Raising Feminist Loving Men

I was reading an article about U.S. Supreme Court Justice Ruth Bader Ginsburg’s new book and her tips for raising trail-blazing daughters. It has some great tips from Ginsburg herself, who I admire greatly.

While I love reading all of the great content out there about raising the next generation of women leaders, I see it from a different point of view. I do not have daughters; I am the proud momma of two sons. One of my boys is all grown up at 26, and the other is 13. Being a feminist and mom of only boys, I see the issue of feminism and preparing the next generation for it quite differently.

I have always viewed my responsibility as a parent to teach my boys how to love, appreciate and seek out strong women without losing their identity as strong men.

I am as feminist as they get, having not changed my name when married, having always been intensely career-driven and not being able to cook anything that didn’t end in “Boyardee” when I first met my husband. Equality has always been an absolute requirement for me, and I don’t apologize for it. I made it very clear who I was and what I could offer to my husband, and it definitely wasn’t domestic bliss. I was very forthcoming that I didn’t make food but I was excellent at making dinner plans and reservations. Thank goodness he was secure enough to see that I had more to offer than the typical wifely stuff. It’s one of the many things I love about him.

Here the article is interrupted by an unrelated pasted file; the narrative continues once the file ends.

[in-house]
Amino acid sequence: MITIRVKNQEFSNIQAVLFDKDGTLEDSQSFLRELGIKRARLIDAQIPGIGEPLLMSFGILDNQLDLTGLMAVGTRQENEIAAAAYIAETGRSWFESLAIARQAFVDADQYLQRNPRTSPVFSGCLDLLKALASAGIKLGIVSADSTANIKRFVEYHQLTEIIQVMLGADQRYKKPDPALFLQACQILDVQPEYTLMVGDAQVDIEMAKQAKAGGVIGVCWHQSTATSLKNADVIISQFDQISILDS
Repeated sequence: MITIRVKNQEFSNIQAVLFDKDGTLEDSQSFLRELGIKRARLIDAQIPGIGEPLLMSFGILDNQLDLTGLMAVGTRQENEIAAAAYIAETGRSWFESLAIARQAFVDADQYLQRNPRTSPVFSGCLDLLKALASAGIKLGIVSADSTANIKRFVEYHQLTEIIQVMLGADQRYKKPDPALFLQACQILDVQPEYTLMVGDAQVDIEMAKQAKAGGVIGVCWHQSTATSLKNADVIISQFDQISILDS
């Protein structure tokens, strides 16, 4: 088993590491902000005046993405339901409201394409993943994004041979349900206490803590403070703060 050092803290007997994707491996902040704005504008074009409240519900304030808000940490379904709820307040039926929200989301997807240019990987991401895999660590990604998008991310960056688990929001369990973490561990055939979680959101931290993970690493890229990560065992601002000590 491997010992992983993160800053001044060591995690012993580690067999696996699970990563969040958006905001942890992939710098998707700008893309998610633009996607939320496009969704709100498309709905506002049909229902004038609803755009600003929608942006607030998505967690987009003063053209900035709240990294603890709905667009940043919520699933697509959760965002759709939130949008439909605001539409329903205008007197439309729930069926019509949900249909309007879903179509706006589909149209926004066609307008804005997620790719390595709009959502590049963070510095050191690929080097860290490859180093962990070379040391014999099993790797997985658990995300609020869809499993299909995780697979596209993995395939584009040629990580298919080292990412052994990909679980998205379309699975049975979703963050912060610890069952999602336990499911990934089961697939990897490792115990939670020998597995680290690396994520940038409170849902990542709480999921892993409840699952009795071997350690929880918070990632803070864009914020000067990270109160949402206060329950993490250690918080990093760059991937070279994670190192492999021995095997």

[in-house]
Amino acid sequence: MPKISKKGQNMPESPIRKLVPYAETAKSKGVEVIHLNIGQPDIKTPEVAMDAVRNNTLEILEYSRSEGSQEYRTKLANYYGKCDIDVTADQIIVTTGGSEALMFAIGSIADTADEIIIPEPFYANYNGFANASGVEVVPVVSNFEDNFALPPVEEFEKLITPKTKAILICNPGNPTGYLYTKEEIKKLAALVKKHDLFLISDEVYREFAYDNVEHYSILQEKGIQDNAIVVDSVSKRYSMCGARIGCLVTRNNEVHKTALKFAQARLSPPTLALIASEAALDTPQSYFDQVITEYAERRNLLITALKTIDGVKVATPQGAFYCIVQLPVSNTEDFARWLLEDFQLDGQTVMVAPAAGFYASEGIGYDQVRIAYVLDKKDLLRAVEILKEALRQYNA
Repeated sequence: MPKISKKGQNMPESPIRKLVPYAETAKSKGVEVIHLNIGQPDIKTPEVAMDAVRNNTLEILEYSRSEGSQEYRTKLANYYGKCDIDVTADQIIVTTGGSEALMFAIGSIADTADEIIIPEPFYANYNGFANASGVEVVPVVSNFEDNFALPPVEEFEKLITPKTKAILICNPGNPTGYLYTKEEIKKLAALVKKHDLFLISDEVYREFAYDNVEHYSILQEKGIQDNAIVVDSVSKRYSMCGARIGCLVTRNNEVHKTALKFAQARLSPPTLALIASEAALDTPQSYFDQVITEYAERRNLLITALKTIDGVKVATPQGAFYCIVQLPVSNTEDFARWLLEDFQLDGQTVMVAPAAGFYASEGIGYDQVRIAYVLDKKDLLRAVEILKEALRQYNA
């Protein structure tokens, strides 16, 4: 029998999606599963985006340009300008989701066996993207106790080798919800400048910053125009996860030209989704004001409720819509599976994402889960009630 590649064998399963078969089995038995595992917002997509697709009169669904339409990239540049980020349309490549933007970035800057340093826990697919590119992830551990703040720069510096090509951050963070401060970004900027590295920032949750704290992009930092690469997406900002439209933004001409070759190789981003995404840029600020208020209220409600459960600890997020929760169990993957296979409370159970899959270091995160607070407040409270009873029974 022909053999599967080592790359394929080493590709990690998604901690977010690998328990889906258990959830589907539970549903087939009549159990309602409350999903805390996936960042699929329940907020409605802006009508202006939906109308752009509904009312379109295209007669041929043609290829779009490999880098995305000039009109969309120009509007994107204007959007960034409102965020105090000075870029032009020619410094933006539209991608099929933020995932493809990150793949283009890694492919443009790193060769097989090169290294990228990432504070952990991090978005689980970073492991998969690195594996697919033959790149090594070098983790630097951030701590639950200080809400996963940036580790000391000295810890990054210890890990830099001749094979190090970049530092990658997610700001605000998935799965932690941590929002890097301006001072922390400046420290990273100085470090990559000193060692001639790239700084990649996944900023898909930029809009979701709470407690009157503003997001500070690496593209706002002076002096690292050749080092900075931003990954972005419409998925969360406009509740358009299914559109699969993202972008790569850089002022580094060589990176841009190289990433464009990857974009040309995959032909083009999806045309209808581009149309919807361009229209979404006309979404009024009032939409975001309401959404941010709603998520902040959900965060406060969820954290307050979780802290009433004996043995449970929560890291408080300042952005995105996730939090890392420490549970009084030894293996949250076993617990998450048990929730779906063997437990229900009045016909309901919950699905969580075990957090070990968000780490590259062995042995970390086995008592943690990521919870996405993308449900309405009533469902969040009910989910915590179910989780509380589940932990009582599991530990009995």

Contrary to popular and misguided beliefs about feminists, my position did not make me seek out men I perceived as weak or unmanly. I have always liked strong men. For example of my favorite traits of what I see as a strong man is being a gentleman opening the door for me.

So, as a feminist mom, my goal has always been to show my boys that a feminist does not mean someone who hates men or wants to overpower them. In my eyes, a feminist is a woman who simply wants to be treated equally in every way. We want equal pay for equal work and we want the opportunities that men have always taken for granted. We want men to be respectful and not assume they have any rights to us or our bodies regardless of the way we dress or seem to them. Again, this doesn’t mean I walk around with everything hanging out. It just means if I do, you don’t get to do squat diddly about it unless I expressly give my consent. Pretty simple.

Here are a few of the things I focus on teaching my boys about loving and respecting feminist women.

Encourage them to be gentlemen.